On my trip through South Korea I stayed in Gongju to visit the Gyeryongsan National Park and the Magok-Sa Temple. As I was a bit hard pressed for time I only managed to give the Gongsanseong Fortress and the Royal Tombs of King Muryeong a cursory glance.
Magoksa Temple, which means “Hemp Valley Temple” in English, is located outside the beautiful city of Gongju, Chungcheongnam-do There are two competing stories as to when the temple was actually first built. One states that the temple was first built, during the “Three-Kingdom Perid” by the famed monk Jajang-Yulsa (590-658 A.D.) in 640 A.D. Upon his return from China, Silla’s Queen Seondeok tgave him 200 gyeol (an ancient measurement of land estimated at about 6,800 square meters) of land on which he built a brick pagoda and Magoksa Temple. Incidentally, Jajang-Yulsa is also the very same monk to have built Tongdosa Temple in Yangsan, Gyeongsangnam-do. Another legend states that the temple was founded by the monk Muyeom (800-888 A.D.) upon his return to the Korean peninsula in 845 A.D. after studying in Tang China.
The name of the temple is also linked to a legend. Apparently, the monk Bocheol-hwasang saw how many people had gathered to listen to the dharma talk at the temple. This reminded the monk of how hemp stalks are typically packed close together, hence the name “Hemp Valley Temple”.
During the turbulent years between the transition from the Silla Dynasty to the Goryeo Dynasty, Magoksa Temple was closed. For nearly 200 years, the temple became a hideout for thieves. It wasn’t until 1172 that Bojo-guksa (1158-1210) drove these criminals from the temple grounds and renovated the temple with the help of his disciple, Su-u. King Sejo of Joseon (r.1455-68) traveled to the temple and personally wrote the plaque for the Yeongsan-jeon Hall. During the Imjin War (1592-98), most of the temple buildings at Magoksa Temple were destroyed. It wasn’t until 1651 that the Daeungbo-jeon Hall, the Yeongsan-jeon Hall, and the Daegwangbo-jeon Hall were rebuilt.
Magoksa Temple is also associated with the independence fighter from the late Joseon Dynasty, Kim Gu (1876-1949). Kim Gu was jailed at Incheon Prison for the murder of a Japanese military officer in 1896. Kim Gu believed that this lieutenant, Tsuchida Josuke, was part of the assassination of Empress Myeongseong. During his imprisonment, Kim Gu was tortured and sentenced to death. In 1898, Kim Gu escaped from prison and fled to Magoksa Temple, where he received the dharma name of Wonjong. He learned under Master Haeundang. Kim Gu stayed at the Baekbeom-dang Hall (Baekbeom being Kim Gu’s pen name). This hall currently displays a picture of the independence fighter. And in front of the Daegwangbo-jeon Hall, there’s a juniper tree that was planted by Kim Gu after Korea was liberated from Japanese Colonial rule (1910-45). This was done as a sign of respect and appreciation. Tragically, Kim Gu was assassinated on June 26, 1949.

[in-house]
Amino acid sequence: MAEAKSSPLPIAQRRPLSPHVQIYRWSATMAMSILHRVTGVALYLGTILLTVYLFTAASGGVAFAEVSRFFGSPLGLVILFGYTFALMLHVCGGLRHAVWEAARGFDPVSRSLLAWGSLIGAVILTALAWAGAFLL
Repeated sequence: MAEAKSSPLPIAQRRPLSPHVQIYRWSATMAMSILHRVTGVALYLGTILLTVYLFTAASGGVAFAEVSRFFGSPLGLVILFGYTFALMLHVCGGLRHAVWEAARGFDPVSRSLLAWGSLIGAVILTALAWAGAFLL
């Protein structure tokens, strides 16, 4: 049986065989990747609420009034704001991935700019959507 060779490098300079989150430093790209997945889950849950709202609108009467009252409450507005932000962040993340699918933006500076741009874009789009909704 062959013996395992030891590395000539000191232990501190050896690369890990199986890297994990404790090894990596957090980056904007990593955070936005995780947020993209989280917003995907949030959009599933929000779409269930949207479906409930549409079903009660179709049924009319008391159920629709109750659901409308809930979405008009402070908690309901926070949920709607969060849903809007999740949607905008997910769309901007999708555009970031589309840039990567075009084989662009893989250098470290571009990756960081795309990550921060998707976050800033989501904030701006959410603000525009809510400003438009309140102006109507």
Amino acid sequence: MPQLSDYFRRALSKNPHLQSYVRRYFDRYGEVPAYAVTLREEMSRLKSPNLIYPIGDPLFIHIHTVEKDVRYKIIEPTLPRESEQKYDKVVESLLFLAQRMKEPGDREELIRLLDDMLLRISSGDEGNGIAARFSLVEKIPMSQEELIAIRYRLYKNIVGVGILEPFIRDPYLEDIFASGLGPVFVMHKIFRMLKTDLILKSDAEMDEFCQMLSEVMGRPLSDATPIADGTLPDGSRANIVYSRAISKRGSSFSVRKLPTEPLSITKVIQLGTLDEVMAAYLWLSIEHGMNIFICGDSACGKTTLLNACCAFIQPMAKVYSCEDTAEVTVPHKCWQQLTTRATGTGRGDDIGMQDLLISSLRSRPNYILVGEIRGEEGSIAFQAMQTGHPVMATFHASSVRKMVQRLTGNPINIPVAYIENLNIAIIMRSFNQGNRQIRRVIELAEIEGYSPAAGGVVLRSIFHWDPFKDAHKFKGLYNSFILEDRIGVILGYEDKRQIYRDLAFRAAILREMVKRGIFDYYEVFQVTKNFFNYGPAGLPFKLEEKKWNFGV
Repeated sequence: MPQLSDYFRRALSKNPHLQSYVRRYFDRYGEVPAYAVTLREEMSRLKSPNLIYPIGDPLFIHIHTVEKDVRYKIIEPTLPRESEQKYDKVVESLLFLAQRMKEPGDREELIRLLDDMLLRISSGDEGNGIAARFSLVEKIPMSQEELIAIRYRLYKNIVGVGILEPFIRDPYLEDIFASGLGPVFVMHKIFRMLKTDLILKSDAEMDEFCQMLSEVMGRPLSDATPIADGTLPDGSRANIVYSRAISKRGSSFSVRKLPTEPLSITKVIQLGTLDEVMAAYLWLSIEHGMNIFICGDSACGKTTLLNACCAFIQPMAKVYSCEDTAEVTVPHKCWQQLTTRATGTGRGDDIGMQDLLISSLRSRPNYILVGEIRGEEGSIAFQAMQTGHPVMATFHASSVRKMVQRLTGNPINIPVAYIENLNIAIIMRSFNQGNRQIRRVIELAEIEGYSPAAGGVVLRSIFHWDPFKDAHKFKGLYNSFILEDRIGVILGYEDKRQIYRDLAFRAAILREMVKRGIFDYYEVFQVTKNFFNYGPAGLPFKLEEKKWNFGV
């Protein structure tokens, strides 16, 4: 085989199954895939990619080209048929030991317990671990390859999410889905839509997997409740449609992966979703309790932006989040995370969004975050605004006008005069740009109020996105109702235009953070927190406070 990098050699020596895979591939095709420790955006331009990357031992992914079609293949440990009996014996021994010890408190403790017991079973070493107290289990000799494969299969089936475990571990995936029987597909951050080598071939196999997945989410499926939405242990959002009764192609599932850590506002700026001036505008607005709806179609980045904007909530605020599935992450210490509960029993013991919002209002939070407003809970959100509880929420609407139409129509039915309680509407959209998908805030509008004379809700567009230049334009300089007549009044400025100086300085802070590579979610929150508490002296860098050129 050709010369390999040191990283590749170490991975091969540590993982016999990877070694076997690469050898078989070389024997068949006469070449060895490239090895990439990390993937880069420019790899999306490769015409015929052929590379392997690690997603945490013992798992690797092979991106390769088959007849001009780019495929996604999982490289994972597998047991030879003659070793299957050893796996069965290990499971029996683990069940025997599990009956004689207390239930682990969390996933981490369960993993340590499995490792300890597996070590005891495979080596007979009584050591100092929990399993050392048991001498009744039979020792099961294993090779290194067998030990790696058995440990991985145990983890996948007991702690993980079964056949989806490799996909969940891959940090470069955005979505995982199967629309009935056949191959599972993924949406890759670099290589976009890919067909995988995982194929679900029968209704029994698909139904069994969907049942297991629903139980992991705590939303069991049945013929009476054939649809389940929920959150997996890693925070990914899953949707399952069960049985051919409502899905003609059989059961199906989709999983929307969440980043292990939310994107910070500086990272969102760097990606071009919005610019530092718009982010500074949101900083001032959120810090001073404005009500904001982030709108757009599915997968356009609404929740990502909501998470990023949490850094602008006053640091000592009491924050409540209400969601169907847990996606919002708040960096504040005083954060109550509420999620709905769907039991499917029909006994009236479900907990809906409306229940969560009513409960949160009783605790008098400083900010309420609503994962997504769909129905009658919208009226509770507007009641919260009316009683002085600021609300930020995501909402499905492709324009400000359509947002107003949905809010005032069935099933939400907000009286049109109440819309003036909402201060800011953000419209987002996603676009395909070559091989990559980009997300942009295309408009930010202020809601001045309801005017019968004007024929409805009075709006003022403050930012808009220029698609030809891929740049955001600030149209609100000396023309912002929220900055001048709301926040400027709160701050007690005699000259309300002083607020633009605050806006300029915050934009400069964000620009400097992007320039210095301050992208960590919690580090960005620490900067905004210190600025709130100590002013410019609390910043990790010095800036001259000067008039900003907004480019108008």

Gyeryongsan National Park
One of Korea’s smallest parks, Gyeryongsan means ‘Rooster Dragon Mountain’ because locals thought the mountain resembled a dragon with a rooster’s head. At the western entrance is the temple Gap-sa, while at the eastern entrance you can find the Donghak-Sa, one of Korea’s few nunneries. Although I visited the Park from Gongju, the shortest approach is probably from Daejeon, the journey from the Daejeon bus terminal to the park taking about an hour.
There are several hikes within the park, all less than 10 kilometers in length, with varying degrees of difficulty. All of them are very well signposted and maps are freely available at the Tourist Inofrmation center. There are also three Buddhist temples with over 1,000 years of history: Donghaksa, Gapsa, and Sinwonsa Temples. By stringing together a couple of courses, you can see most of the sites in one day. I started at the Gap-Sa Temple then hiked to the top of Yeoncheongbong (739m), from where I made my way to the peak of Gwaneumgbong (816m) and then proceeded to Sambulbong (775m) before descending again towards the Gap-Sa Temple. I really enjoyed the walk along the ridges between the three peaks, which mainly consists of rocky paths and and stairs.
The Gap-Sa temple is not only the oldest temple in the Gyeryong National Park but also one of the oldest temples in South Korea. It was constructed, during the reign of the Baekje dynasty, in 420 CE, just about 40 years after the arrival of Buddhism on the Korean Peninsula, by a monk called Ado. In 556 CE, just before the conquest of the Baekje Dyansty by the Shilla dynasty, the temple was extended for the first time while a second extension followed in 859 under the reign of the Shilla Dynasty. Like most temples in Korea, the Gap-sa temple was destroyed during the Japanese Invasion (1592-1598 CE). However, by 1604 it had been fully reconstructed and todays structures date backroughly to 1654 CE.
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